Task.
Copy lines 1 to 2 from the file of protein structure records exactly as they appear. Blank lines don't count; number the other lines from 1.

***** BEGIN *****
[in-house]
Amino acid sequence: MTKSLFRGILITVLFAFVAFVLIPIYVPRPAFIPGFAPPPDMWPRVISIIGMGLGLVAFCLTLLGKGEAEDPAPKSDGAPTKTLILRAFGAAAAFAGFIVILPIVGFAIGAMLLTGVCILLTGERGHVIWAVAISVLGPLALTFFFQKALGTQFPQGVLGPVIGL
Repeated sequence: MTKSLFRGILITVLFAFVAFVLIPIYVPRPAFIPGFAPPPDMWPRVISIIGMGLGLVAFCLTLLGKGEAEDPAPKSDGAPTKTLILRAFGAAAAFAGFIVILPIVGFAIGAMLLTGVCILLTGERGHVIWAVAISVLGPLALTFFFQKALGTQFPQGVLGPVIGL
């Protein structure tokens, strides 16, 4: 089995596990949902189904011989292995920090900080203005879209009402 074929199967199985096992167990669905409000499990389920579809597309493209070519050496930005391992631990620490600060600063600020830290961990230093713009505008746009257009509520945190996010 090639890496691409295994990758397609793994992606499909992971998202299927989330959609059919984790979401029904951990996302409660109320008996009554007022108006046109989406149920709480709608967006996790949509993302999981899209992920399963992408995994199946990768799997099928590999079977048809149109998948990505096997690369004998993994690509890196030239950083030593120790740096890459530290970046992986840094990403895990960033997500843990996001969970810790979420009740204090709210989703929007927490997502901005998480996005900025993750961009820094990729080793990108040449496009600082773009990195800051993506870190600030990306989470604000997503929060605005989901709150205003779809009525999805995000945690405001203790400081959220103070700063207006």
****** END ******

[in-house]
Amino acid sequence: MTKSLFRGILITVLFAFVAFVLIPIYVPRPAFIPGFAPPPDMWPRVISIIGMGLGLVAFCLTLLGKGEAEDPAPKSDGAPTKTLILRAFGAAAAFAGFIVILPIVGFAIGAMLLTGVCILLTGERGHVIWAVAISVLGPLALTFFFQKALGTQFPQGVLGPVIGL